Tweny years ago today, June 15, 1988, I entered the Missionary Training Center and began my 24 months as a missionary assigned to the Korea Seoul West Mission of the Church of Jesus Christ of Latter-day Saints. I’d like to take this moment to offer all my mission companions, every missionary I knew, both my mission presidents, all the people I ever taught, all the members I ever interacted with, the Korean people as a whole, and the church my deepest apologies, and ask for their forgiveness…because, as a missionary, I really sucked.
At the end of my junior year of high school, I caught a glimpse of my graduating student body president one last time
I basically pay my mortgage by thinking about contracts and promises. It is a tough job, but someone has to do. Of late, I’ve gotten to thinking about God’s promising. Consider these two quotes:
If you have been too busy with real life to do more than your required online reading here at T&S, here are a few posts you might have missed.
I didn’t. But if you read “The Skeleton in Grandpa’s Barn” and Other Stories of Growing Up in Utah (Signature, 2008) you’ll get an informative glimpse of what it was like.
Score one for FAIR. Last week, in Utah Lighthouse Ministry v. Foundation for Apologetic Information and Research, the U.S. Court of Appeals for the Tenth Circuit rejected an appeal by Sandra and Gerald Tanner’s anti-Mormon ministry over its claims of trademark infringement, cyber-squatting, and unfair competition that arose out of a parody website created by the Foundation for Apologetic Information and Research (FAIR).
Heads up for those in the D.C. area. Greg Prince, co-author of David O. McKay and the Rise of Modern Mormonism, hosts a great series of events at his house in Potomac, Maryland, the next of which is coming up on Sunday, June 8th.
A while ago I was having one of those oft repeated conversations about faith, doubt, and intellectual reconciliation. My thoughtful interlocutor asked, “Is there anything that you could learn that would cause you to abandon your beliefs?” The clear assumption of his question was that there was something distinctly fishy about a set of beliefs that cannot be falsified. It is an assumption worth thinking about.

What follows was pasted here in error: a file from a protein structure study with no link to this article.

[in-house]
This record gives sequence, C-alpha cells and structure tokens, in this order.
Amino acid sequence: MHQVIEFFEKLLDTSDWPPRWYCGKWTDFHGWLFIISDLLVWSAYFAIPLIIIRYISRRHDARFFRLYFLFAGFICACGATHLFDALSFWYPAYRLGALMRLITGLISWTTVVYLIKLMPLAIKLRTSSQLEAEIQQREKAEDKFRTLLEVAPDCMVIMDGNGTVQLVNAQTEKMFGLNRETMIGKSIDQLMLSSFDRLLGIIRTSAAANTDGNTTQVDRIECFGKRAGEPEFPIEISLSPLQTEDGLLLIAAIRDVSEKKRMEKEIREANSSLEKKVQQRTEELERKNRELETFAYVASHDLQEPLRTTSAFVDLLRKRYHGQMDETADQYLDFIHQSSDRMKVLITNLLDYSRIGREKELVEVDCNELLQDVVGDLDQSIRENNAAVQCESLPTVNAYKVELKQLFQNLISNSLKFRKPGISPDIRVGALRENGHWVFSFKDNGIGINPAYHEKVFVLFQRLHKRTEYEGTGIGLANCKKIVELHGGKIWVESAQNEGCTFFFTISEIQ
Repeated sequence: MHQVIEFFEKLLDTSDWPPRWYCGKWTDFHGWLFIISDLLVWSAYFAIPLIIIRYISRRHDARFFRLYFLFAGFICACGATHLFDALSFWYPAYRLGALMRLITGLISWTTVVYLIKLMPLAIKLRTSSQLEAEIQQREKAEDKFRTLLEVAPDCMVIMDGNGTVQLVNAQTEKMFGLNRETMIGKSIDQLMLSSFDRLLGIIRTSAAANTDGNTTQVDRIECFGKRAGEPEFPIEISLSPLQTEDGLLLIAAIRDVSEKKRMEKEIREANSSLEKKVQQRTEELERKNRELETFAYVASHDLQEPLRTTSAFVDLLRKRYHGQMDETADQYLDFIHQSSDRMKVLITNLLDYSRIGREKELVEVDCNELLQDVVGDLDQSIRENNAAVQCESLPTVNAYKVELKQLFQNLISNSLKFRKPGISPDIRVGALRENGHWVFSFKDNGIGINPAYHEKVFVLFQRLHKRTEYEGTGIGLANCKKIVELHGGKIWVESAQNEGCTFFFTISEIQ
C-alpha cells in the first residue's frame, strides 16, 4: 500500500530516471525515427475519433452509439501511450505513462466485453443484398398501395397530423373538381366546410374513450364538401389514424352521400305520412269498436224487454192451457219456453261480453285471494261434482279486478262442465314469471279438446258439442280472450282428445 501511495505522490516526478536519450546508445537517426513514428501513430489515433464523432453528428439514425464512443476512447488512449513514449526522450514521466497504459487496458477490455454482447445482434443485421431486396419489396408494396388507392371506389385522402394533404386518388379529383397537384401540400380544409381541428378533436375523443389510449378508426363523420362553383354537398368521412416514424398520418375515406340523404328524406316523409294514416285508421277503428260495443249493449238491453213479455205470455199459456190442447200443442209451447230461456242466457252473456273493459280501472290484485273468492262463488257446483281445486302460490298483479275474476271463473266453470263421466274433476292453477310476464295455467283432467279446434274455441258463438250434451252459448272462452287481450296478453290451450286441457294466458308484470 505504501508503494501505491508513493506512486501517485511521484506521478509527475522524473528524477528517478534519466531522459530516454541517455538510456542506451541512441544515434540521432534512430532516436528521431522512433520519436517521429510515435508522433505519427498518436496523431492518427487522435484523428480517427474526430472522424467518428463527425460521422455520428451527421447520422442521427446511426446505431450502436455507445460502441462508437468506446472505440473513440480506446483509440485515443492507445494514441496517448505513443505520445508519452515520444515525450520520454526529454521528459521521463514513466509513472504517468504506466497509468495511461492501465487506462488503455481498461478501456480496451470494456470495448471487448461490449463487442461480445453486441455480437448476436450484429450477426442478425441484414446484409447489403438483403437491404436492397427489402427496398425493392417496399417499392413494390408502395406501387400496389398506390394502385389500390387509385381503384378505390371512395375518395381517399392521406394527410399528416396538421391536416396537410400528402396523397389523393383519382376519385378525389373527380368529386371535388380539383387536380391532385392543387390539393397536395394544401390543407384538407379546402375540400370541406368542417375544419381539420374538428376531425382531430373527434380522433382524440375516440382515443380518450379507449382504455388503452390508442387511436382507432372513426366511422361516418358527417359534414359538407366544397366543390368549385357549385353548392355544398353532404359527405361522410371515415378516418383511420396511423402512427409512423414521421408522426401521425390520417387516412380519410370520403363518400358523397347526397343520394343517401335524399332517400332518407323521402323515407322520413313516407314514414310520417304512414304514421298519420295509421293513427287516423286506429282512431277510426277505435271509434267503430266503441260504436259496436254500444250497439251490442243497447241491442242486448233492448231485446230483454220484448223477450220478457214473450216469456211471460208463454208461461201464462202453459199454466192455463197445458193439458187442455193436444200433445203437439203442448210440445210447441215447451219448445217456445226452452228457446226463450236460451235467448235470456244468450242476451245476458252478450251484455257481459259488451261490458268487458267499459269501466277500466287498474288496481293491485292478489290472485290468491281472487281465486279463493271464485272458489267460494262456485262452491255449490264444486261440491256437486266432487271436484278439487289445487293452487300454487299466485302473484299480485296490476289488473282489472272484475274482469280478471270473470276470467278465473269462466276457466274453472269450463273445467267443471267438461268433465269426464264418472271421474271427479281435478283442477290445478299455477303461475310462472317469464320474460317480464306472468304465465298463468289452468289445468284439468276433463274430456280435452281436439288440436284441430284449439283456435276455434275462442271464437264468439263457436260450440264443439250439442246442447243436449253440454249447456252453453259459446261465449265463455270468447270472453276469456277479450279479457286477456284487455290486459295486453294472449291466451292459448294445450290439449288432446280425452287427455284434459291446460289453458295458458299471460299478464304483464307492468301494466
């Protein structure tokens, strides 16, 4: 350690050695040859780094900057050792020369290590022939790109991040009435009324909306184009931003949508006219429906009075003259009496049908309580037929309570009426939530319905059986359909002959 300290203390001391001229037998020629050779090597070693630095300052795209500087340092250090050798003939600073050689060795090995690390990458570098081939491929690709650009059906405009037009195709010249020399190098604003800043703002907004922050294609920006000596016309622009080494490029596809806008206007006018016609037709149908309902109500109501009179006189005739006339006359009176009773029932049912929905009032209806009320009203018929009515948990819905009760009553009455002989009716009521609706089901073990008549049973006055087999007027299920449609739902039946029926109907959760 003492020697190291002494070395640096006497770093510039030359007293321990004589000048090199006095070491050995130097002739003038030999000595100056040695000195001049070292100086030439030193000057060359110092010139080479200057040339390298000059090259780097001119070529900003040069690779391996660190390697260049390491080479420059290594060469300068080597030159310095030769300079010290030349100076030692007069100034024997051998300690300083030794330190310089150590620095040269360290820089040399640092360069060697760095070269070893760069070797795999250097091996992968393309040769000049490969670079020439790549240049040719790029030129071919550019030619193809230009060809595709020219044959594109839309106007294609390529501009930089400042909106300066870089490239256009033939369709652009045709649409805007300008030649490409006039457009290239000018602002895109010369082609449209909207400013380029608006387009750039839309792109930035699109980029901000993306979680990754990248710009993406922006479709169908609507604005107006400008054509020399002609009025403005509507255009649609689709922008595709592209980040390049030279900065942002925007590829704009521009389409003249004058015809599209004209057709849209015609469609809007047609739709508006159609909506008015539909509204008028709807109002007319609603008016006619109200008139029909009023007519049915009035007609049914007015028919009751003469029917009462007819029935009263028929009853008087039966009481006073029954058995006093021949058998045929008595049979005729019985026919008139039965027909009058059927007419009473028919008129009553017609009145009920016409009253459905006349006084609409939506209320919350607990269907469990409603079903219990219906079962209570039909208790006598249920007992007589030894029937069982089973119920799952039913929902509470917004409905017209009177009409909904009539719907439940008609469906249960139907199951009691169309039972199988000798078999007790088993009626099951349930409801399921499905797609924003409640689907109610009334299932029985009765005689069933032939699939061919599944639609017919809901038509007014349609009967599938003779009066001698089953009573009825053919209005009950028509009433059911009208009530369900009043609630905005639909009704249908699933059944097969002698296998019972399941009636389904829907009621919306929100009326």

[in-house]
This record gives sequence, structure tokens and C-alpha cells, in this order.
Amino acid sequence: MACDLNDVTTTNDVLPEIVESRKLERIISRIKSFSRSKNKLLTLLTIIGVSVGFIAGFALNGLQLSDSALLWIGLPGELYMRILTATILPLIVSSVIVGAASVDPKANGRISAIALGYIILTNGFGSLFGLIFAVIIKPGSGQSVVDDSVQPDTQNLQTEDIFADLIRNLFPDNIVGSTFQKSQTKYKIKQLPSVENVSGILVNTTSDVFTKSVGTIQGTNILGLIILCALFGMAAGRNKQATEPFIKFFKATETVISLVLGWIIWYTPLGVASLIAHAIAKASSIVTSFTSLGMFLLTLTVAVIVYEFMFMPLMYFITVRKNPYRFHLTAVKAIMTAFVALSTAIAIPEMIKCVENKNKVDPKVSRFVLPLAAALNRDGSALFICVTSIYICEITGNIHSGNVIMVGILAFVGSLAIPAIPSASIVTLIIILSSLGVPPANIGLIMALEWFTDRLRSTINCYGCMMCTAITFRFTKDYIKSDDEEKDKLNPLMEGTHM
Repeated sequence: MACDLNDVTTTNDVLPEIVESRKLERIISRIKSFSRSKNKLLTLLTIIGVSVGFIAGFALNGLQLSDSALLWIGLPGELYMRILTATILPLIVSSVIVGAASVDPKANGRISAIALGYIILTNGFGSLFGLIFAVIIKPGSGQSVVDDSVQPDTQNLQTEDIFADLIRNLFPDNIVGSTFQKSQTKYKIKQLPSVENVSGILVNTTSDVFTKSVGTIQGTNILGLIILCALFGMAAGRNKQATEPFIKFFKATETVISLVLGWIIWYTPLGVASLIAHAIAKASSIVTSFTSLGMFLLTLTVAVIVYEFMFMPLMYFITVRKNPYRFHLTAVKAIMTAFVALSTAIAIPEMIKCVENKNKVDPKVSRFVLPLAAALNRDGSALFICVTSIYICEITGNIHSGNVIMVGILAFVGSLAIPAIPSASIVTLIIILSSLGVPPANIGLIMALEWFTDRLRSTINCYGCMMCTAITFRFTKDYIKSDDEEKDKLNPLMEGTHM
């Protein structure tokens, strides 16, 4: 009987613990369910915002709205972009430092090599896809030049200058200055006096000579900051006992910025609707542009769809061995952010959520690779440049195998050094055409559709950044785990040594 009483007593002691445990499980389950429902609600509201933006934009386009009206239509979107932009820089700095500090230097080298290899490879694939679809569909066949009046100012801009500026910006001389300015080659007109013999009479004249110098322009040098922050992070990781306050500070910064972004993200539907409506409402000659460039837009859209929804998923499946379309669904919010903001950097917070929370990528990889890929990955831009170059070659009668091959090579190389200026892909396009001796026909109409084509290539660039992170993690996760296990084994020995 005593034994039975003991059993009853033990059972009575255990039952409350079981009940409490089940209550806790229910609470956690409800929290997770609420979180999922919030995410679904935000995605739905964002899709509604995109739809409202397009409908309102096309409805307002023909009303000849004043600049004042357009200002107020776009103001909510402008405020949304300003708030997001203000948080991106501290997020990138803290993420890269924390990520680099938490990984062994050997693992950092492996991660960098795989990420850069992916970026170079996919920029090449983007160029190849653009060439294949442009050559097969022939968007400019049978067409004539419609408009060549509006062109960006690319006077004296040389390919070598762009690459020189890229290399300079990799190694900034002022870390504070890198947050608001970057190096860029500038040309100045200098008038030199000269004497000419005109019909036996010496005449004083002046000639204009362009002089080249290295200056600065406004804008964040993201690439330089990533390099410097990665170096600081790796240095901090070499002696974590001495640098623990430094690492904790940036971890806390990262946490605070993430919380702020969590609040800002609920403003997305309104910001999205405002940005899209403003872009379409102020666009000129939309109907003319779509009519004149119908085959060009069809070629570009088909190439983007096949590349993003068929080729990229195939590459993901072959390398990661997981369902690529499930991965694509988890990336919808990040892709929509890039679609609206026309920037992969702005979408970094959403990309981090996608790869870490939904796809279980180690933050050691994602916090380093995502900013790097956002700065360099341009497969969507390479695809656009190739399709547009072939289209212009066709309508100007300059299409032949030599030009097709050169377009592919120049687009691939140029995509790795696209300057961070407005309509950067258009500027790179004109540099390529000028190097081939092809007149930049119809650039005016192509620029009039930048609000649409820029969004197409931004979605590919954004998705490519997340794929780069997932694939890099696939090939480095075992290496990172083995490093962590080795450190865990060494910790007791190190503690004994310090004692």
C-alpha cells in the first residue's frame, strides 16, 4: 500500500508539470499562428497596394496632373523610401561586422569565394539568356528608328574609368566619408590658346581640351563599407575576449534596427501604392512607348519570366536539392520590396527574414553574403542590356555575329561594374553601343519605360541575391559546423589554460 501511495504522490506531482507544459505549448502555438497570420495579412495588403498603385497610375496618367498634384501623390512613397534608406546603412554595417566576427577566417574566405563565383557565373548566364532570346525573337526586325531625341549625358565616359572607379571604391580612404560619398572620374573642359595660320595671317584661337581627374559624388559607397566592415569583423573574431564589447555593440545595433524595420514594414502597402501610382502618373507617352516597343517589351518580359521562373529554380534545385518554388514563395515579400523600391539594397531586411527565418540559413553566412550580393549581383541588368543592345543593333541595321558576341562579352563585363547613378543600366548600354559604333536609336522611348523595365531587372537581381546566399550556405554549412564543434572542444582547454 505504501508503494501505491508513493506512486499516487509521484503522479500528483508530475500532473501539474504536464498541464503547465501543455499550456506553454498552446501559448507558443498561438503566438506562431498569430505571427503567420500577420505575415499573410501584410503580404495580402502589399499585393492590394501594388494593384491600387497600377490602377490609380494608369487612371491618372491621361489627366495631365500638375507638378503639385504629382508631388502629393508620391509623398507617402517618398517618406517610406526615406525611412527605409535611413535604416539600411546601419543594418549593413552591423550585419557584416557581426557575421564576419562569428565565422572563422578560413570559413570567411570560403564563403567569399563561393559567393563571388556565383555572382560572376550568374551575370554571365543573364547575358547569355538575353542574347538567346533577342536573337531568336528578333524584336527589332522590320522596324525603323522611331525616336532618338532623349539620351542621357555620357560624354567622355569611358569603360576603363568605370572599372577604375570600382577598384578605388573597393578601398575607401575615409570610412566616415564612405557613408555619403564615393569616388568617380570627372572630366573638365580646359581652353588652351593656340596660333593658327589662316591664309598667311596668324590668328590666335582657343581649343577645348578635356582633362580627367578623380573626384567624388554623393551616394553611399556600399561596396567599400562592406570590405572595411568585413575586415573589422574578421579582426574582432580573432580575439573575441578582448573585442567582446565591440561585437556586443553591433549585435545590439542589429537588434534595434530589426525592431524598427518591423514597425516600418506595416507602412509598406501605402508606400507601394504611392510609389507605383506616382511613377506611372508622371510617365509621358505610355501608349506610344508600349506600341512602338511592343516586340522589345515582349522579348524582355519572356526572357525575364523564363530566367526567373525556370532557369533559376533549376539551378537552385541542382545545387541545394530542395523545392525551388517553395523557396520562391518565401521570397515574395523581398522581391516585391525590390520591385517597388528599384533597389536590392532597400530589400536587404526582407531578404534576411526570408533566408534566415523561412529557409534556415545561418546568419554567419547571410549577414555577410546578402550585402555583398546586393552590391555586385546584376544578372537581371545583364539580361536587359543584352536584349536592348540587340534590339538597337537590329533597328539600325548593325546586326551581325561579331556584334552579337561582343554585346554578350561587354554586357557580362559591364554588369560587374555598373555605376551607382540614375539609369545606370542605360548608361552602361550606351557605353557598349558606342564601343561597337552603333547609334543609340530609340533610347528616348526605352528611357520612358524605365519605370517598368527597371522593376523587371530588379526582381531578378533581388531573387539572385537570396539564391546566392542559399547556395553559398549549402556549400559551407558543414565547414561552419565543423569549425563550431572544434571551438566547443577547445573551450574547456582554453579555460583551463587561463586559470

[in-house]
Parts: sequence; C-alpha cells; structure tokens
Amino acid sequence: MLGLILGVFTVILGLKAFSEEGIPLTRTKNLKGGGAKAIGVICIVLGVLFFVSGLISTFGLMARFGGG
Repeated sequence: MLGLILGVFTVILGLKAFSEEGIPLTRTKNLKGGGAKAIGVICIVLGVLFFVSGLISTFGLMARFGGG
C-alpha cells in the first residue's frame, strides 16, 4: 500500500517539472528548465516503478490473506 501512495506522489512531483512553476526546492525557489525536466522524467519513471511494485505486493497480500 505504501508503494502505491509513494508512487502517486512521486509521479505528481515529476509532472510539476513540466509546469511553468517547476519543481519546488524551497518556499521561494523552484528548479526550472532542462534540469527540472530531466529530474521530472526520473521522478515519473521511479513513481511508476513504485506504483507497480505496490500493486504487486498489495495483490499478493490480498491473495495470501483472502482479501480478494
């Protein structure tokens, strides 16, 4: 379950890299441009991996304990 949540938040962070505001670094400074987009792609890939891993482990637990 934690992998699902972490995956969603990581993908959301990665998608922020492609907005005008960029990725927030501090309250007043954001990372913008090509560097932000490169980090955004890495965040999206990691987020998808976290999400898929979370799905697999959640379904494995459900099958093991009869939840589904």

UPDATE (8/12/13): When I wrote this post, I had no idea what was going on “behind the scenes.” Please be sure to read this–it concerns accusations of fraud against DeMille and his ouster from GWC. For the uninitiated, Thomas Jefferson Education (hereafter TJE) is a method of homeschooling–a method very popular among Mormons.
Wendy Ulrich, Ph.D., is a former president of the Association of Mormon Counselors and Psychotherapists, and the author of Forgiving Ourselves: Getting Back Up When We Let Ourselves Down, recently published by Deseret Book. She is the founder of Sixteen Stones Center for Growth in Alpine, Utah, offering seminar-retreats on topics such as spirituality, abundant life, loss, forgiveness, and other aspects of personal growth. She was a psychologist in private practice in Michigan for twenty years before moving to Montreal, Quebec to serve with her husband as mission president. They currently live in Utah. Welcome, Dr. Ulrich! We’re honored to have you as our guest.
Being mildly depressed about blogging at the moment, I decided to go trolling for a “good news” story to post. Here it is, a story about SVU from the SL Trib: “A bastion of Mormonism in Virginia’s Blue Ridge Mountains.”
From the international annals of overachieving singing and dancing Mormons The Mormon moment for the Eurovision Song Contest came in 1984
Murder most foul, in the strange natural world of southern Utah.
Element: The Journal of the Society for Mormon Philosophy and Theology is publishing a special issue dedicated to student articles.
So much for one post per chapter.